- Consequently, the following are some fundamental observations concerning how the title is employed: (1) The title ″son of man″ appears multiple times in the Old Testament as a means of drawing attention to a person’s frailty or weakness.
- It appears to have this sense in Job 16:21, Job 25:6, and Job 35:8, as well as in Isaiah 51:12 and other passages.
- Additionally, the God who does not lie or repent in Numbers 23:19 is contrasted with the ″son of man″ who does both in the same verse (Numbers 23:20).
- (2) There is one instance in Isaiah (56:2) and two instances in Jeremiah (50:40 and 51:43) where the phrase does not appear to signify special weakness, but rather appears to be a euphemism for the word ″human″ instead.
These two types are represented by a small number of applications in the Psalms.In light of these passages, it’s possible to argue that Jesus is referring to himself as ″son of man″ as a title of humility, or perhaps as a manner of drawing attention to his weakened incarnational situation.But this is a stretch.Jesus was, without a question, more humble than any other man who has ever walked the face of the globe, but I doubt that this was his intention.As previously said, during his earthly mission, Jesus did not have to contend with people’ too exalted ideas of him, as was the case with the apostles.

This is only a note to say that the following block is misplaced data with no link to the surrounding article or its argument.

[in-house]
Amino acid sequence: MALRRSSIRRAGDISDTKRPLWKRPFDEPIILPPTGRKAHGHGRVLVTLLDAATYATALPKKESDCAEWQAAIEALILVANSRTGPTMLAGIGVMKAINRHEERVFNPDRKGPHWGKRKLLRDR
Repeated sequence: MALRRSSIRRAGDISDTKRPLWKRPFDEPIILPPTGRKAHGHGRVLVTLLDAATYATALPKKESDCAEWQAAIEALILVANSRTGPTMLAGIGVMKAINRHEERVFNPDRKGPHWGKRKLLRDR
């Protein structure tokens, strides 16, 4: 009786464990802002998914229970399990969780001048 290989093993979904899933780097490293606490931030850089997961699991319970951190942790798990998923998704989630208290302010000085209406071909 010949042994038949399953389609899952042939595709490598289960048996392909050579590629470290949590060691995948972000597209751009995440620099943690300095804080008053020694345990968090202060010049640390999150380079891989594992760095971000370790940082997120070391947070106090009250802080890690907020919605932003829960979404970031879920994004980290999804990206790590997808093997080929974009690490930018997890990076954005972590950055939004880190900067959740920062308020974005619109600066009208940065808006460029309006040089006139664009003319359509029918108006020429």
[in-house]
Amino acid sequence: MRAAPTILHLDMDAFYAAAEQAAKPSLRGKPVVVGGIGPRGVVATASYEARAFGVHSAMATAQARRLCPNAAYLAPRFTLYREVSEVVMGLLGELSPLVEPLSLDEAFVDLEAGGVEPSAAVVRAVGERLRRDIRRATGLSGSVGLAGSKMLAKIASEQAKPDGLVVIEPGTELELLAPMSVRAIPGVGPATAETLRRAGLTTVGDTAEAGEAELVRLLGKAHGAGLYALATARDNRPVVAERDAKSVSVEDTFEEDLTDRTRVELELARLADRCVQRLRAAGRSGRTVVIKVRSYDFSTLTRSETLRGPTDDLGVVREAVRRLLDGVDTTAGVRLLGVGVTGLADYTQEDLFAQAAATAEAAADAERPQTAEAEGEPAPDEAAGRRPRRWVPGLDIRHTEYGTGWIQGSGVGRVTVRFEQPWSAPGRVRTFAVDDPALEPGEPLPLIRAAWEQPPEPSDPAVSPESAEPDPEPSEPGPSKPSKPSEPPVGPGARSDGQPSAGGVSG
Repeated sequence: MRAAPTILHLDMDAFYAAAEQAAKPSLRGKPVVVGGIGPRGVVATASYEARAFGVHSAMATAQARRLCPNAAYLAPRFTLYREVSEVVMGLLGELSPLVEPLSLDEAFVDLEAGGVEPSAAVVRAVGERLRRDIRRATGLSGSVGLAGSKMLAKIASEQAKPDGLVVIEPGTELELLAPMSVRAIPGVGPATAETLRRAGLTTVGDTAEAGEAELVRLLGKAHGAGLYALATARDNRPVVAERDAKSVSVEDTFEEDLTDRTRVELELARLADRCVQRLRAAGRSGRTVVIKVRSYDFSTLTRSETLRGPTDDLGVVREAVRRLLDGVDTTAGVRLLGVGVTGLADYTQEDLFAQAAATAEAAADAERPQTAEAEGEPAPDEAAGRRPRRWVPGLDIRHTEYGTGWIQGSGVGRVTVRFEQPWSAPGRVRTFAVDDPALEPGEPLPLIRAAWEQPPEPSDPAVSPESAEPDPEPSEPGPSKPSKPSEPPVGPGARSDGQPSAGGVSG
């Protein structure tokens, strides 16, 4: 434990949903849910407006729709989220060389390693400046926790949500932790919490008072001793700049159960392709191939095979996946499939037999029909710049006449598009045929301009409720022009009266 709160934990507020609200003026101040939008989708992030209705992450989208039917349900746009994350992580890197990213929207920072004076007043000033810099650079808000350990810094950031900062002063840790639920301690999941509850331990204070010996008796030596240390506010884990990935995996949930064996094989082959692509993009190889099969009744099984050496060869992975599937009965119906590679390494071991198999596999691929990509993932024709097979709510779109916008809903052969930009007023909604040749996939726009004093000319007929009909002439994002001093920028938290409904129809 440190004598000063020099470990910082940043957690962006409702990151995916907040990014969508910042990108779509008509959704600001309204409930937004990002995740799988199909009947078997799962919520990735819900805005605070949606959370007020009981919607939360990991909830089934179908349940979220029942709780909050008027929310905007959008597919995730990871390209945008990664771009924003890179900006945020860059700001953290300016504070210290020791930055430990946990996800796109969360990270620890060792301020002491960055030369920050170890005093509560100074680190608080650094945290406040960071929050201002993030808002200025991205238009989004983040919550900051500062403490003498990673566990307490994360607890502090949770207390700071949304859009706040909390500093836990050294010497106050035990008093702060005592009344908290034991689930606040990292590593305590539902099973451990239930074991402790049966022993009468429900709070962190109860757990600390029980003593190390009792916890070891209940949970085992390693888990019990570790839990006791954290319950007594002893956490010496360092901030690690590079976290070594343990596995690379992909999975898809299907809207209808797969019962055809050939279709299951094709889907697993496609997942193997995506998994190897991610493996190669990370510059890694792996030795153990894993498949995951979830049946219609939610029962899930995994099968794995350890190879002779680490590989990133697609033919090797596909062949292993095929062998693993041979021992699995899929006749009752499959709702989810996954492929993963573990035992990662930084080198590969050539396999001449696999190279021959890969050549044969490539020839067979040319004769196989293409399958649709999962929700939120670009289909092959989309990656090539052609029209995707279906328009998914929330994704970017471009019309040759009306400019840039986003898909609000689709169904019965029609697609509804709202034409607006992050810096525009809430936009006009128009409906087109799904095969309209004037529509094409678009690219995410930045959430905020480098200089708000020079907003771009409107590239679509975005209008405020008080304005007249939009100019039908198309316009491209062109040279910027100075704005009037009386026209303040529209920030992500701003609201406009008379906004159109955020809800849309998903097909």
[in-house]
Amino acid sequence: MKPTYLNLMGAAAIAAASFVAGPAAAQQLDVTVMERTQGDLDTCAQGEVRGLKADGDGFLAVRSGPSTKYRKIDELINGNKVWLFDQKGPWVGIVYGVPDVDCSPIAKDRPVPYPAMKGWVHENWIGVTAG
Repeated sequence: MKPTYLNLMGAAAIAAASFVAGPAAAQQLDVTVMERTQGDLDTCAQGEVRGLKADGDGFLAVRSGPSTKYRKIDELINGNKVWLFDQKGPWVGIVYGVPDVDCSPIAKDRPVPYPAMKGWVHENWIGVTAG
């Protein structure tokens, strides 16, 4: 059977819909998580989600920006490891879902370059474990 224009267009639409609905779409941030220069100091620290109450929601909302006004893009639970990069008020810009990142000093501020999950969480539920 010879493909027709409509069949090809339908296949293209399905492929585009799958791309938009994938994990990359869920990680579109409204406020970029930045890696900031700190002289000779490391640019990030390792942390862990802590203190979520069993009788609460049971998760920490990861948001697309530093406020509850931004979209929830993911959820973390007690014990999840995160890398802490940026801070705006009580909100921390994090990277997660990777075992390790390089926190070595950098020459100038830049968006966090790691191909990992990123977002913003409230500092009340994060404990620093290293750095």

The Psalms have one instance in which the title is employed in a context that emphasizes power rather than weakness: Psalm 73.This is what Psalm 80:16-18 says: ″They have burnt it with fire; they have chopped it down; may they perish at your hand’s rebuke!″ But place your hand on the guy at your right hand, the son of man whom you have built up to be a formidable opponent for yourself!And we will never turn away from you; give us life and we will call upon your name!
– The king of Judah is most certainly being alluded to in this passage.He is the guy who sits at the right hand of God.Even while the psalmist wonders that the God who created the skies has care for the ″son of man,″ he realizes that God has crowned the son of man with glory and honor, and has appointed him as the overseer of all God’s works in Psalm 8:4-8 as well.As a result, ″son of man″ might allude to a strong or at the very least a respected individual.It’s also worth mentioning that, when Psalm 8 is taken into consideration, the Hebrew phrase ben-adam, son of ″Adam,″ is used.Ben-adam is a general term for ″mankind″ or ″human,″ but it refers to the first man Adam, of whom every human is a descendant or descendant.
- Of fact, when Psalm 8 sings of how the ″son of man″ is entrusted with sovereignty over creation, it is apparent that it is referring to the original Adam in the first place.